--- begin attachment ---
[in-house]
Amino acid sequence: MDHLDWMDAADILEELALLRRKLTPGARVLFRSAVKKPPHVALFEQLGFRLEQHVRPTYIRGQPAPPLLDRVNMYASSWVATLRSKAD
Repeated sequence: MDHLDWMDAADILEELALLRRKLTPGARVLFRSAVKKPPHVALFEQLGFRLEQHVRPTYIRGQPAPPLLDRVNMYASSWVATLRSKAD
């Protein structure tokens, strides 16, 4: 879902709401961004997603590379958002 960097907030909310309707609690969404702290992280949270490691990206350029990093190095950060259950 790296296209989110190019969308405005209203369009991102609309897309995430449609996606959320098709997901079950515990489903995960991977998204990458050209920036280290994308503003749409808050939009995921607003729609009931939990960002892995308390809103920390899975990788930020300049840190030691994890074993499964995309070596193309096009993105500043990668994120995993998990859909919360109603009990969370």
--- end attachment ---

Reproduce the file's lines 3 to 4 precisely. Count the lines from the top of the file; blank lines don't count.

Repeated sequence: MDHLDWMDAADILEELALLRRKLTPGARVLFRSAVKKPPHVALFEQLGFRLEQHVRPTYIRGQPAPPLLDRVNMYASSWVATLRSKAD
């Protein structure tokens, strides 16, 4: 879902709401961004997603590379958002 960097907030909310309707609690969404702290992280949270490691990206350029990093190095950060259950 790296296209989110190019969308405005209203369009991102609309897309995430449609996606959320098709997901079950515990489903995960991977998204990458050209920036280290994308503003749409808050939009995921607003729609009931939990960002892995308390809103920390899975990788930020300049840190030691994890074993499964995309070596193309096009993105500043990668994120995993998990859909919360109603009990969370």